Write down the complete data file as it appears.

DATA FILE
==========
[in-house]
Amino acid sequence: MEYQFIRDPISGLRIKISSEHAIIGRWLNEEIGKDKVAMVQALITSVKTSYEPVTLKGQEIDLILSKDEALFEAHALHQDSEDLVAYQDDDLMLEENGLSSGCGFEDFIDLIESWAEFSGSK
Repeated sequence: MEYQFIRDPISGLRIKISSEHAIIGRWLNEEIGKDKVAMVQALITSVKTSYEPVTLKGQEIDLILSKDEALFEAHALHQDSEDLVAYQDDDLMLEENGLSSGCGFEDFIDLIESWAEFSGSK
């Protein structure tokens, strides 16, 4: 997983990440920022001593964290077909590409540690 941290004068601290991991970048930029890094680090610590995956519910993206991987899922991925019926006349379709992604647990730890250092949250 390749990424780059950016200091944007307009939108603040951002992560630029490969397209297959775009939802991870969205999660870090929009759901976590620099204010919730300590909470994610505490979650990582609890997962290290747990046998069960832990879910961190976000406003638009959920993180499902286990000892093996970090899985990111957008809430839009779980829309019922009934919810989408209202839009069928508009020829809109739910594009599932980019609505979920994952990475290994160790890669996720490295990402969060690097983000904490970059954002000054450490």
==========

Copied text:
[in-house]
Amino acid sequence: MEYQFIRDPISGLRIKISSEHAIIGRWLNEEIGKDKVAMVQALITSVKTSYEPVTLKGQEIDLILSKDEALFEAHALHQDSEDLVAYQDDDLMLEENGLSSGCGFEDFIDLIESWAEFSGSK
Repeated sequence: MEYQFIRDPISGLRIKISSEHAIIGRWLNEEIGKDKVAMVQALITSVKTSYEPVTLKGQEIDLILSKDEALFEAHALHQDSEDLVAYQDDDLMLEENGLSSGCGFEDFIDLIESWAEFSGSK
């Protein structure tokens, strides 16, 4: 997983990440920022001593964290077909590409540690 941290004068601290991991970048930029890094680090610590995956519910993206991987899922991925019926006349379709992604647990730890250092949250 390749990424780059950016200091944007307009939108603040951002992560630029490969397209297959775009939802991870969205999660870090929009759901976590620099204010919730300590909470994610505490979650990582609890997962290290747990046998069960832990879910961190976000406003638009959920993180499902286990000892093996970090899985990111957008809430839009779980829309019922009934919810989408209202839009069928508009020829809109739910594009599932980019609505979920994952990475290994160790890669996720490295990402969060690097983000904490970059954002000054450490």